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Militia members acquitted of plotting to overthrow government

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DETROIT — In a sharp rebuke, a federal judge Tuesday acquitted seven members of a Michigan militia of plotting to overthrow the U.S. government with weapons of mass destruction — crimes that could have landed them in prison for life.

The ruling is an embarrassment for the government, which secretly planted a paid informant and an FBI agent inside the Hutaree militia four years ago and contended that members were armed for war in rural southern Michigan. Nine members were arrested in 2010. One previously pleaded guilty, and one was found incompetent to stand trial.

U.S. District Judge Victoria Roberts said federal prosecutors, who rested their case last week, failed in five weeks of trial to prove that the Hutaree had a specific plan to kill a police officer and attack law enforcement personnel who showed up for the funeral.

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Although testimony showed that Hutaree leader David Stone Sr. “may have wanted to engage in a war with the federal government … it is totally devoid of any agreement to do so between Stone and the other defendants,” Roberts wrote in a 28-page decision.

“This plan is utterly short on specifics,” the judge said, adding that “it is a stretch to infer that other members of the Hutaree knew of this plan, and agreed to further it.”

Defense lawyers say highly offensive remarks about police and the government were wrongly turned into a high-profile criminal case that drew public praise from U.S. Atty. Gen. Eric H. Holder Jr., who called the Hutaree a “dangerous organization.”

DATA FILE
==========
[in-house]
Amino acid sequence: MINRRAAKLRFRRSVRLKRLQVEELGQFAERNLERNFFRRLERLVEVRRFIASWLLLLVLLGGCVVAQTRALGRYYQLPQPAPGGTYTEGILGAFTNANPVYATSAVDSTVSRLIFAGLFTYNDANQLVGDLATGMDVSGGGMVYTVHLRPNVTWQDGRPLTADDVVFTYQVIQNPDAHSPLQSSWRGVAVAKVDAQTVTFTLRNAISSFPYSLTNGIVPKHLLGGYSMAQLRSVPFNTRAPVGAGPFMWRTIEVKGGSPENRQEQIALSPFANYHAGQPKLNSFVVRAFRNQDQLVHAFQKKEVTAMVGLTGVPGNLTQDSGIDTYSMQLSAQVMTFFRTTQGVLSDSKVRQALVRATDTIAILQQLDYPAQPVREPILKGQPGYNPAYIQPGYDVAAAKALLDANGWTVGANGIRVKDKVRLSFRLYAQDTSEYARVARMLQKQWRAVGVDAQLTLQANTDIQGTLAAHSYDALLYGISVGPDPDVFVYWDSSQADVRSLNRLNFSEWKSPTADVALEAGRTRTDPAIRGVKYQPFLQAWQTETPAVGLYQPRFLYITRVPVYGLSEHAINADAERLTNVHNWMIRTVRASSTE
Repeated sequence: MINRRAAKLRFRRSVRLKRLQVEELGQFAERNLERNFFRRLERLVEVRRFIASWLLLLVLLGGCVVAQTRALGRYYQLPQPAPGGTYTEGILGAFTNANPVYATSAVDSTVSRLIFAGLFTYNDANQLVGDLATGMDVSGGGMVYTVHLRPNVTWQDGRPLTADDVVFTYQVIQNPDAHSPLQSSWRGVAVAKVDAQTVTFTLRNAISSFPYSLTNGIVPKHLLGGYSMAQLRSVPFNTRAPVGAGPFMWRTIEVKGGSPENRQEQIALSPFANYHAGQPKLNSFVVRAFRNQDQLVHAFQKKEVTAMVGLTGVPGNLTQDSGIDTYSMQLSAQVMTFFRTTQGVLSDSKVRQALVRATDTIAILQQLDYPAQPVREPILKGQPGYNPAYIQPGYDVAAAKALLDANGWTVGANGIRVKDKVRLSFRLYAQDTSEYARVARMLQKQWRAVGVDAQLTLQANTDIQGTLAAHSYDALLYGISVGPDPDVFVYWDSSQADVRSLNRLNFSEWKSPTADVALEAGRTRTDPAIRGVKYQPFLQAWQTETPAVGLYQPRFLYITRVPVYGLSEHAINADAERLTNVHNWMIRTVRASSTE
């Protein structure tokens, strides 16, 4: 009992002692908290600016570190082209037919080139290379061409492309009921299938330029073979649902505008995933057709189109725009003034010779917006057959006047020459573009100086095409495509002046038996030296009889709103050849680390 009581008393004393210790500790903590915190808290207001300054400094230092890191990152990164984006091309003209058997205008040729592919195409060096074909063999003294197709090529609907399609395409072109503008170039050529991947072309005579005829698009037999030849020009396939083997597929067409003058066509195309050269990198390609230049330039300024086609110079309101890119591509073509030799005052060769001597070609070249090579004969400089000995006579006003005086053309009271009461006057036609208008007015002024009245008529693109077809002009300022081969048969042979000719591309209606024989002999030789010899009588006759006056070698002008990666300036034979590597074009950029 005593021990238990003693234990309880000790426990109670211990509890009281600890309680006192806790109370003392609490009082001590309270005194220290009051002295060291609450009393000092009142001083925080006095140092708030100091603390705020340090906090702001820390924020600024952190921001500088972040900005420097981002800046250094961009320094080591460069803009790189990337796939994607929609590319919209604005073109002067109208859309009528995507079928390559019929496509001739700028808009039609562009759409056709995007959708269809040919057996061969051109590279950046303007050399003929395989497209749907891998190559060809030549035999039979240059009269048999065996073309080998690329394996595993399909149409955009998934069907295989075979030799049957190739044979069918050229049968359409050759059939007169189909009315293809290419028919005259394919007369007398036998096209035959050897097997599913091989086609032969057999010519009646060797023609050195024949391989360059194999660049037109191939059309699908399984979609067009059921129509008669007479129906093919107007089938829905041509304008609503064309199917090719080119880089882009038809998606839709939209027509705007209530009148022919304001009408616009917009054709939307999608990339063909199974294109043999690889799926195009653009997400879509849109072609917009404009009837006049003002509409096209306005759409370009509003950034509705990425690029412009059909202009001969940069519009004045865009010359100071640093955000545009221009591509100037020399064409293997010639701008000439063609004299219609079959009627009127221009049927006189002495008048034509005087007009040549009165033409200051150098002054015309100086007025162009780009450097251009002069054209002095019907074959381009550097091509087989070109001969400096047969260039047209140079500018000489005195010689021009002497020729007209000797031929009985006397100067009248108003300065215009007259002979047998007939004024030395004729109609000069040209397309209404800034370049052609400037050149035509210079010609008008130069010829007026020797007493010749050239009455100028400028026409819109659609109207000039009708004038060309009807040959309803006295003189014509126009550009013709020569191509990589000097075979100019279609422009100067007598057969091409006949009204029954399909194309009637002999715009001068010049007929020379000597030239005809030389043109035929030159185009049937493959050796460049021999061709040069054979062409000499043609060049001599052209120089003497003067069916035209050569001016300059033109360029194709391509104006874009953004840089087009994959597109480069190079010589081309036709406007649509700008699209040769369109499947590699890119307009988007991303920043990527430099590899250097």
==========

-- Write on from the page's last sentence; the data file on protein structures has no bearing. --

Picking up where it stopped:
Roberts’ decision leaves federal prosecutors with what legal experts described as a “run of the mill” illegal firearms case against Stone, 47, and his son Joshua Stone, 24. They still face charges of possession of a machine gun and an unregistered firearm, which carry a maximum penalty of 10 years in prison.

The judge acquitted the five other defendants, including another son, David Stone Jr.

All defendants were acquitted of the most serious charges: seditious conspiracy, which carried a maximum penalty of 20 years in prison, and conspiring to use weapons of mass destruction, which carries a maximum penalty of life in prison. The judge also acquitted them of five lesser counts.

Attorney William Swor, who is representing Stone Sr. and visited him in the Wayne County Jail, said his client was grateful.

“He was quiet. He thanked God. He thanked the defense attorneys,” Swor told the Detroit Free Press. “And he shed a tear.”

Legal experts said prosecutors can’t appeal Roberts’ decision, which is equivalent to a jury’s acquittal.

“She stepped in and took the role of a jury,” said Wayne State University law professor Peter Henning, a former federal prosecutor. “It’s as if the jury acquitted them, and there can be no appeal of a jury acquittal.”

The U.S. attorney’s office declined to comment, pending the outcome of the trial against the remaining two defendants. The trial resumes Thursday.


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